Chapter 6: Malnutrition in Latin America

We realized in the last chapter that the child terrorists are not as young as Patchett made them out to be. In Chapter 4, we are drawn to the idea that the hostages were dealing with children from their childish antics, described as “moody, irrational, anxious for confrontation” and considered too young to be holding weapons. It isn’t until Carmen revealed her age, 17 years old, that we realize how well Patchett spun this illusion, likely to make us empathize more for these young terrorists. Although it’s not all that big of a difference from my idea of them being 14 years and younger, 17 is an age we see as one year closer to being considered an adult. Therefore, Carmen should be close to her physical maturity. The lack of description for her height and weight makes it difficult for me to determine if she is the average or malnourished. Initially, she passed as a boy primarily because the hostages didn’t expect there to be girls in the terrorist group. However, I think that Gen’s observation of Carmen wearing “a wide leather belt around her narrow waist” may be an indicator of her being malnourished. This got me wondering about the extent of poverty that would lead to malnutrition in Latin American countries.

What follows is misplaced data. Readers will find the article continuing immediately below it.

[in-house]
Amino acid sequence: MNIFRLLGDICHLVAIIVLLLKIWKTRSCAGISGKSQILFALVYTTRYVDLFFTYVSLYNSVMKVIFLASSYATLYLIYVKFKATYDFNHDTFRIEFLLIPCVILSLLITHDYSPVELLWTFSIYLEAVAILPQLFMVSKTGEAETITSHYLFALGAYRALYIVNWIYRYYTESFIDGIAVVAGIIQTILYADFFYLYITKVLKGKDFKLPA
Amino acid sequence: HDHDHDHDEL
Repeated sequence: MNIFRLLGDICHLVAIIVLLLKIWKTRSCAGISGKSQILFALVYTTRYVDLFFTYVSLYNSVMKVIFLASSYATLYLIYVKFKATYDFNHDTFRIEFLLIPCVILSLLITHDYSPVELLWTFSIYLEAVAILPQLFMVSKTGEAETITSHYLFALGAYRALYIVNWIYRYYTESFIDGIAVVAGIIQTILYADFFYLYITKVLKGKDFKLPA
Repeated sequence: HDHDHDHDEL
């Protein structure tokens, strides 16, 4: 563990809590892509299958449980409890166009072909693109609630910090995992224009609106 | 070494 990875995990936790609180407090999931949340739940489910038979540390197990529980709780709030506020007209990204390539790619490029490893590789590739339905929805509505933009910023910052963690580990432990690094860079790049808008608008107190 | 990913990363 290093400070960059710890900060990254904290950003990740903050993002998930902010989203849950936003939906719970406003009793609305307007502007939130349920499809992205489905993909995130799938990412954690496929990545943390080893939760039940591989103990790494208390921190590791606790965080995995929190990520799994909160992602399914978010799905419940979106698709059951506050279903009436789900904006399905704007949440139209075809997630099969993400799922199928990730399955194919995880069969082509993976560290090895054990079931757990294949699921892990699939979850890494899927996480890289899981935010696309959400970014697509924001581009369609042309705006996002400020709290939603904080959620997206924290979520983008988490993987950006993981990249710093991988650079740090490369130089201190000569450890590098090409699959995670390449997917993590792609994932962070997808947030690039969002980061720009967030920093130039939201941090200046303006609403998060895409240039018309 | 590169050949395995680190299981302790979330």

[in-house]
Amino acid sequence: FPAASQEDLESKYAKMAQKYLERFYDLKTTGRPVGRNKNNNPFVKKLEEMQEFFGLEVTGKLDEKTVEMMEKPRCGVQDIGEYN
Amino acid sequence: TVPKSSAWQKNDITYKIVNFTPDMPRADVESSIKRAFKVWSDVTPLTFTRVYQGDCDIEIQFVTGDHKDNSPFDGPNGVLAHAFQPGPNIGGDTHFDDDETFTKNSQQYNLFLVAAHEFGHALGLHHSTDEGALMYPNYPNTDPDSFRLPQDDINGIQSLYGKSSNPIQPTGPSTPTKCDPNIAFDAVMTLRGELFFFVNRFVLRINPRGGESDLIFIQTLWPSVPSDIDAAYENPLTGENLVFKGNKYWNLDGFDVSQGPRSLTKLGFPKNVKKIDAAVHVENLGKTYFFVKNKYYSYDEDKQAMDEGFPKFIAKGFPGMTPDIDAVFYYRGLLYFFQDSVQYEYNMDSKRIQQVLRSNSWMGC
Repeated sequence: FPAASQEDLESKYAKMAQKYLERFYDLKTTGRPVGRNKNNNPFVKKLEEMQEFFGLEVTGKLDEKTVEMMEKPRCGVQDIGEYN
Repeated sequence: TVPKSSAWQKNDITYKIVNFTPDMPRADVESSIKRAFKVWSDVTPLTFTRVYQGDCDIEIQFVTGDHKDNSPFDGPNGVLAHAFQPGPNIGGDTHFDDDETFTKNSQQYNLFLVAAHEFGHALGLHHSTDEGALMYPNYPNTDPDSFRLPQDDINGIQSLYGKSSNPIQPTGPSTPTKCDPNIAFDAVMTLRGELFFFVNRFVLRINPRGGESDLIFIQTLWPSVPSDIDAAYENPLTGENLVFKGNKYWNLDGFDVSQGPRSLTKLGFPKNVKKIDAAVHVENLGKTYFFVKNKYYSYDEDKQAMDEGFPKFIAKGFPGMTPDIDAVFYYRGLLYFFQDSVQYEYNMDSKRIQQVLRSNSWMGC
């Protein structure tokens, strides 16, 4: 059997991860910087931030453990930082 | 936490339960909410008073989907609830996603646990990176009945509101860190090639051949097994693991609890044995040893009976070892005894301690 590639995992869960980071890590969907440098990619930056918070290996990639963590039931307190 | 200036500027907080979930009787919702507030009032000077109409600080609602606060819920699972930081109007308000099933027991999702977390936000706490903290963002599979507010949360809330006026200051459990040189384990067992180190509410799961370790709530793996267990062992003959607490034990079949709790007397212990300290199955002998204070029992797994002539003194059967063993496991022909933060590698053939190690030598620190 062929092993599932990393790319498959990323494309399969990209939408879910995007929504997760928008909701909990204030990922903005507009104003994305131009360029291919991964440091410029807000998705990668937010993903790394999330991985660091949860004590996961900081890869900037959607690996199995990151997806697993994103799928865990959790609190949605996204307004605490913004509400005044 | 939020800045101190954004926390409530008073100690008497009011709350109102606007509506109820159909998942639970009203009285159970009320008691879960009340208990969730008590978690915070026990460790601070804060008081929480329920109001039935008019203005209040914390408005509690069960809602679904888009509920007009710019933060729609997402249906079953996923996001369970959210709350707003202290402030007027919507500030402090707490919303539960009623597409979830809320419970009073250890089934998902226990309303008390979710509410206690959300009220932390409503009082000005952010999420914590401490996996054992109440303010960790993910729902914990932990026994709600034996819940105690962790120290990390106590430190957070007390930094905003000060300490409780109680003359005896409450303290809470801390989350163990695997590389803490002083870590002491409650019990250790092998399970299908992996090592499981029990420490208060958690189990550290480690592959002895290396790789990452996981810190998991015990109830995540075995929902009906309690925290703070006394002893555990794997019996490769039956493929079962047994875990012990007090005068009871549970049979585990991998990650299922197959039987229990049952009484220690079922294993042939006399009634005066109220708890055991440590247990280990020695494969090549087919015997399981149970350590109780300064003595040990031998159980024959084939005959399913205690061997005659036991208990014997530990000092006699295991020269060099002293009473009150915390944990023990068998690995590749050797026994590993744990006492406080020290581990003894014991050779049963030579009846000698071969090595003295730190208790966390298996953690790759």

I began to further contemplate the poor economical standing of Latin American countries and it led me to their poverty rates. Since 2011, they reported that 4.6% of the population is living on less than $1.25 a day. 27.6 million of poor people are accounted for in this percentage, which is a more intimidating number to look at considering that these are still people needing the resources to stave off hunger and decreased well being.1 This poverty headcount rate is defined as the proportion of the population living in households below the international poverty line. The poverty line is used to measure poverty based on consumption of income levels. Consumption is calculated for the entire household and divided by the number of member living there. 2 However, this is not a good tool for measuring the depth of poverty in the country because it doesn’t distinguish between the people that live in just below the poverty line (less poor) and the people who sank further below (more poor) the poverty line. Primary users of this rating are policy makers and donors who want to make the largest impact by reducing poverty rate in those closest to the poverty line. Those people represent the least poor so the true poor populations are left helpless as they are persistently disregarded. The appropriate saying for this is that the “rich gets richer and the poor gets poorer”.